Astronomers accidentally found a galaxy without a single star

A group of astrophysicists from the Green Bank National Radio Astronomy Observatory accidentally discovered something unusual — a spiral galaxy in which not a single star was found.. This may be the first discovery of a primordial galaxy in the Universe — a cloud of gas that has remained unchanged since the beginning of our Universe.

The region of gas moving away from us is indicated in red, and the region of gas moving towards us is indicated in blue. Image source: STScI/NSF/GBO/P.Vosteen

No one deliberately intended to look at that part of the sky where the Green Bank radio telescope was accidentally pointed. It was planned to jointly observe a completely different part of the sky in tandem with the French Nançay radio telescope. Both groups worked on the program for observing low surface brightness galaxies (LSB galaxy, low-surface-brightness galaxy). These are usually dwarf galaxies with rare stars. Such objects are 95% dark matter and there is much more interstellar gas in them than there are visible stars.. Thus, the radio telescope was ready to capture data on interstellar gas at the observed point, but it happened like a shot at random.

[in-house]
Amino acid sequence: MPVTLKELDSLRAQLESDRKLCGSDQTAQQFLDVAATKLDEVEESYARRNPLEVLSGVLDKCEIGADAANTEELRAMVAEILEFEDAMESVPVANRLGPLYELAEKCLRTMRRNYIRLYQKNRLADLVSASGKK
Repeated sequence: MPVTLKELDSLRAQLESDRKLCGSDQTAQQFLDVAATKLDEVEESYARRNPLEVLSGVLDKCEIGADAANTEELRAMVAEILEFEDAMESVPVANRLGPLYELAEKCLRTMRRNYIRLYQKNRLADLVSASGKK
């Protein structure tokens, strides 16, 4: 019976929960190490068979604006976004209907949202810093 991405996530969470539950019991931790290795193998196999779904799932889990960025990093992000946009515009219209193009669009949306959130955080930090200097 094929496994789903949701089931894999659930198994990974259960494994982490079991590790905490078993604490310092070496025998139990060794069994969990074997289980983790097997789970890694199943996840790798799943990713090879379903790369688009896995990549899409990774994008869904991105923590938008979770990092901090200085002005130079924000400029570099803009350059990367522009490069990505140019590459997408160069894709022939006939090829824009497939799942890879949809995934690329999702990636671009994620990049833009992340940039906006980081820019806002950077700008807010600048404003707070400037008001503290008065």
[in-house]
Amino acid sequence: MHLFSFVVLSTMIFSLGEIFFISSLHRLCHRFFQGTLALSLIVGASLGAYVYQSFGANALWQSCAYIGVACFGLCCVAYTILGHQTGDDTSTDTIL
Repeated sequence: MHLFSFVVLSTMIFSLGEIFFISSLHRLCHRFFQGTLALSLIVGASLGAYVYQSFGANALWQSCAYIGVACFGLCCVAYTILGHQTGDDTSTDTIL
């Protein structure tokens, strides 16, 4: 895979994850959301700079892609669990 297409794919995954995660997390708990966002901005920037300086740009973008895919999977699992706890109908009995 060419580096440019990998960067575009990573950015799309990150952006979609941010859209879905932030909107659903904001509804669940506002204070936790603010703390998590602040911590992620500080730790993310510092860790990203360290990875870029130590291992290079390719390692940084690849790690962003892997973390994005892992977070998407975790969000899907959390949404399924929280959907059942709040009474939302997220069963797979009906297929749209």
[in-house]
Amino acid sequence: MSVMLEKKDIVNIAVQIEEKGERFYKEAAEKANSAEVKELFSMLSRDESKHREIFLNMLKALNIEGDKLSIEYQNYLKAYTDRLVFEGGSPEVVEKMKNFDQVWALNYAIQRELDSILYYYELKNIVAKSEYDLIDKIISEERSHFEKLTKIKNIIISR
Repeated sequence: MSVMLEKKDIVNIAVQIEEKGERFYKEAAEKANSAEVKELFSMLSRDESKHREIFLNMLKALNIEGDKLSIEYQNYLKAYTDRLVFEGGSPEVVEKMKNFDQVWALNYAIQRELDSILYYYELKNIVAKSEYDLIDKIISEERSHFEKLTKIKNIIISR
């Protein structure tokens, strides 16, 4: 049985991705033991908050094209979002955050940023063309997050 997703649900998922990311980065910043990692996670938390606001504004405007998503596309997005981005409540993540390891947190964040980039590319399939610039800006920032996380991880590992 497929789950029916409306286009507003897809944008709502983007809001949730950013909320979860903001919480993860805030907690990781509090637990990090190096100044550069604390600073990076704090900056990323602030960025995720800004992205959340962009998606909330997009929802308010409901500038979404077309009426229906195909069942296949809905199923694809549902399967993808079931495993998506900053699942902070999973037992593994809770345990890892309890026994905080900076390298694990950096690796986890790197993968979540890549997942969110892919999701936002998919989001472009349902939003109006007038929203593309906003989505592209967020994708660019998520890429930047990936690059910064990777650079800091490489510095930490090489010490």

The findings stunned scientists. They saw an object, indexed J0613+52, with a size and shape reminiscent of a classic spiral galaxy like our Milky Way or others. However, not a single star was discovered in it. The gas cloud behaved like a galaxy and rotated around its center, as shown by Doppler shift measurements. One area of it was moving towards us, the other was moving away from us.

The object behaved as if all the stars had suddenly disappeared from the Milky Way. It is possible that the gas density in the J0613+52 galaxy was insufficient to trigger star formation processes, and external events triggering this process did not occur. Scientists do not rule out that they simply did not see stars in J0613+52, but they reserve the right to hope that this may be the first discovery in our part of the Universe of a primary galaxy, such as it was 13.8 billion years ago.

Further observation of J0613+52 may be difficult because it is only visible in radio wavelengths. But this also makes us think about searching for similar objects in other parts of the sky using radio telescopes. Scientists have found something potentially surprising and are now eager to find out more about it.